For the second book in the Three’s a crowd: Spanish history and culture – Jason Webster read, I picked Andalus. I like Andalus better than Duende. While in Duende Jason recalled his younger self getting into more trouble than he can handled, presented in a haphazard way; in Andalus he is married, settled and in search of the Moorish legacy of Modern Spain. He lifted the lid on a country once forged by both Muslims and Christians. He meets Zine, a young illegal immigrant from Morocco, a 21st century Moor, lured over with the promise of a job but exploited as a slave labourer on a fruit farm. Jason’s life is threatened as he investigates the agricultural gulag, Zine rescues him, and the unlikely pair of writer and desperado took off on a roller coaster ride through Andalusia. Along the way they met Jason’s friend, Pedro who is a professor of history and a fan of his country’s Moorish past. Pedro’s colleague, however, Camilo Alvarez de Morales, an Arabic history professor in the Escuela de Estudios Arabes in Capiz, ironically, regarded the end of Arab conquest in Spain as positive turn of events rather than national tragedy.
Zine proved to be invaluable link between ancient and modern Moorish Spain. Zine character was authentic and presented with a lot of truth. An incorrigible womaniser with violent mood swings, set his mind to go europe, not because of money, but because he wanted to. Zine is also resentful of the Spainish unhospitality and his own insecurity of being an illegal migrant. What moved me the most was to read about the dead African girl that got washed up by the sea in Tarifa shore. In September 2007, I was holidaying with my in-laws in the beach with the same name at the other side of Morocco. I could see Spain from the Morocco shores, and sadden by the creation of geographical border that separates people between possible affluence and local suffocation, between hope and despair, between cultures and traditions, perceived different but essentially the same. I read with trepidation and disappointment when Zine’s wife and unborn daughter dithered between life and death; and Zine had to stay back in Morocco because he had been deported weeks ago. At his first visit to the church, he was chastened and chased out from the church for being a Morisco… Jason told the story with a heart, interjecting in between fascinating facts about the Moors and the history of Andalusia. He had not only brought me into the world of Moorish Spain, he also reaffirms the many anecdotes that my husband told me about his ancestry influence in Spain (which I thought might be an exaggeration then, now it is proven true!).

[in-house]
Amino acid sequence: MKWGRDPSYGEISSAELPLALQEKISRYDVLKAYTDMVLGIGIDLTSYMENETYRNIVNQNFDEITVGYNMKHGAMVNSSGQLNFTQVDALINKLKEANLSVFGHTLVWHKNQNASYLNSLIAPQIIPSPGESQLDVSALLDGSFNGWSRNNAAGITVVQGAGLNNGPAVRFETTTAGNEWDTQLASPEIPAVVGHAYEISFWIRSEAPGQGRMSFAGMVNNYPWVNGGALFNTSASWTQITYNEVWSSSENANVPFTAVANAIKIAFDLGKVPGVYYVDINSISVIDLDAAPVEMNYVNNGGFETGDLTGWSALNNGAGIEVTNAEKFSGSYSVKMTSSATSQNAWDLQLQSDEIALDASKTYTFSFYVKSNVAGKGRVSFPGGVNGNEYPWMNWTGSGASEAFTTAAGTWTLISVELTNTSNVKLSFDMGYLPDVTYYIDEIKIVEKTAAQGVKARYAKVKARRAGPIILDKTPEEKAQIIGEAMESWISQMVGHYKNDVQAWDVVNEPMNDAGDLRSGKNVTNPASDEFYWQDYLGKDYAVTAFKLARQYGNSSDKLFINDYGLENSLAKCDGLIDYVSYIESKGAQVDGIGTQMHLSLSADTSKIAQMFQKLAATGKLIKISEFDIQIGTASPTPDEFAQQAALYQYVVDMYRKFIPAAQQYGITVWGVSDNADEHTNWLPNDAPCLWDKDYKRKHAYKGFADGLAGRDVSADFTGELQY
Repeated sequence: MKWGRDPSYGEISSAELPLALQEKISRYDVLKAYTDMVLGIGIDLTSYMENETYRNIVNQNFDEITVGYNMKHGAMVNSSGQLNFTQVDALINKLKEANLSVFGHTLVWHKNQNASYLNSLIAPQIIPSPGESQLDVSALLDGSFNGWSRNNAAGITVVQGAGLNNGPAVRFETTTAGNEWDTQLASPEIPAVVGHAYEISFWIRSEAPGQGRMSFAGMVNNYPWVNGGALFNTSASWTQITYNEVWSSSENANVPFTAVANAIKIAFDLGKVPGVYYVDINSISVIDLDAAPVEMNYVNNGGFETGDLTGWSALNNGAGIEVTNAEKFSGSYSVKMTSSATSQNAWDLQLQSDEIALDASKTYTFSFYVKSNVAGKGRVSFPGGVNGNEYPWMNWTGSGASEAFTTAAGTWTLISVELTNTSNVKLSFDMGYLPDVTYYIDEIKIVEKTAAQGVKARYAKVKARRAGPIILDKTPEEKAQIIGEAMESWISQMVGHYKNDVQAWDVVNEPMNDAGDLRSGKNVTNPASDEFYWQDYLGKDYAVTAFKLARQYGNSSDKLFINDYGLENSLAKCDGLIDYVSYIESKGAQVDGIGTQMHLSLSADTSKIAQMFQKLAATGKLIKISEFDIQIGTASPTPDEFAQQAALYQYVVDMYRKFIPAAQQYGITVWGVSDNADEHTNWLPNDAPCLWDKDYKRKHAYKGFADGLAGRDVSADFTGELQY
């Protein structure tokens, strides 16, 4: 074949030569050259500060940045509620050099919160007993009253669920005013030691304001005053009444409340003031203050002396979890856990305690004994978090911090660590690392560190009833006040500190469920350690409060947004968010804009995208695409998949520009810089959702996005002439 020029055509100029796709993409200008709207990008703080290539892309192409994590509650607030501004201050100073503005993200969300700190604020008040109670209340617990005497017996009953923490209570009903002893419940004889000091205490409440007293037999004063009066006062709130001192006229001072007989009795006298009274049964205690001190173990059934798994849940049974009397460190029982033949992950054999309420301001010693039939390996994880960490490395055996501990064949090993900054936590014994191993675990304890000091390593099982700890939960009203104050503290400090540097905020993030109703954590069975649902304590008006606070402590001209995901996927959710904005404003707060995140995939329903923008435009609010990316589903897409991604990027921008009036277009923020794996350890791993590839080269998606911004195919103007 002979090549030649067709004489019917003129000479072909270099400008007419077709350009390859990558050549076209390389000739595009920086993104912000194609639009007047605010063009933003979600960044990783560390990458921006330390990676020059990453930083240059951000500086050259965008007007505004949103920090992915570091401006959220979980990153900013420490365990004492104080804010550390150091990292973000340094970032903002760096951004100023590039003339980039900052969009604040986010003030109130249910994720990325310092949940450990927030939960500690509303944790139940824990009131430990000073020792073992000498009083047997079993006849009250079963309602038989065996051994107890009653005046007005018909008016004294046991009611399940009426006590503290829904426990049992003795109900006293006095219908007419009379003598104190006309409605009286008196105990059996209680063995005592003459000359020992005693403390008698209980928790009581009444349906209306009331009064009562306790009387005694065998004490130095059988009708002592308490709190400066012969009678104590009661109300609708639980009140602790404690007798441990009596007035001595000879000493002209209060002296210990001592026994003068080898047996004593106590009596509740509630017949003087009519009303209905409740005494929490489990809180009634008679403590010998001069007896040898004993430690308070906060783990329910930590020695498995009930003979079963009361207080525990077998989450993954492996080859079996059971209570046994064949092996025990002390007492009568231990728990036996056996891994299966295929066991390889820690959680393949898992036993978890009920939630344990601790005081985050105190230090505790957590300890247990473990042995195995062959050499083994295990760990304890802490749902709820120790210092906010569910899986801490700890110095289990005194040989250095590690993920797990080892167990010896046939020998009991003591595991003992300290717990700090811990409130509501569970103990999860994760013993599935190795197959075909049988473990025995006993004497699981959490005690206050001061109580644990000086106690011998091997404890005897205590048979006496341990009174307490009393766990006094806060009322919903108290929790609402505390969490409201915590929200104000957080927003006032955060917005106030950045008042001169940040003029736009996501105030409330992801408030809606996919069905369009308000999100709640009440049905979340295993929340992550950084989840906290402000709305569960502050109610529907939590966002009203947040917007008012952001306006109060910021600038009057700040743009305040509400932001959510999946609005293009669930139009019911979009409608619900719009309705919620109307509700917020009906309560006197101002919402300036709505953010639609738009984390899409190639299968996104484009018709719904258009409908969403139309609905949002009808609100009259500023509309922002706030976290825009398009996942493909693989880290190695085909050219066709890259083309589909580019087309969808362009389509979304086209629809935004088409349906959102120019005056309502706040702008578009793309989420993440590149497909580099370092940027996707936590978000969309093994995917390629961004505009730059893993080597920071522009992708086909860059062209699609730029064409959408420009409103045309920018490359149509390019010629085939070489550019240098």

I have always been intrigued about Spanish past. A country I know little about but have strong ties with my in-laws, the Moroccans. This book gave a very good first introduction of the history of Spanish Moors, in a form of a travel adventure, interesting and not a-history-textbook sort of way. It would have been awesome if Jason would have took a further South approach and goes to North Morocco and find remnants of Spanish culture infused in the traditions of North Moroccan. Contrary to what Jason describe as darker skinned, olive complexion of Moroccans, here you will find many men and women as fair as European, bearing the sharp features of Northern Spanish, less expressive than their Moroccan counterpart, the women distinguish only by their headscarves. These are the descendents of the expelled Moors, which live in Northern Morocco and one of the many fair-skin, auburn, blonde-haired cousins of my husband, whom I had paid visit in Chefchaoun, Morocco,the mountain top city the Moors seek refuge when they fled from Andalucia five centuries ago.
Under the recent King Muhammed VI, economical and social reforms are underway in Morocco. I have seen Spainish coming over to Tangier, Morocco to buy properties while we were shopping for one. Relatives had told us that the property price in Morocco are more expensive than south Spain. Inflation had risen and Moroccan are more affluent now. Perhaps in a few years time, the tide would turn again. It happened before in the 1970’s and it could easily happen soon, the Spanish would be coming in truck load to the land of Moriscos to find investment and job opportunities. Mark my word.
What I like most about the book:
The way Jason intertwined his present concern of looking for a job for Zine with travel experience in Andalusia, at the same time presenting fascinating facts and hypothesis about Moorish Spain.
What I like least about the book:
As in the first book, the story is so dramatic, I was not sure which bit was real and which bit was made up. If it were all real, I mean, wow, Jason Webster must have lived a dramatic and exciting life in Spain!
For more, see:
Telegraph book reveiw of the same book : Spanish Moorish\’s Present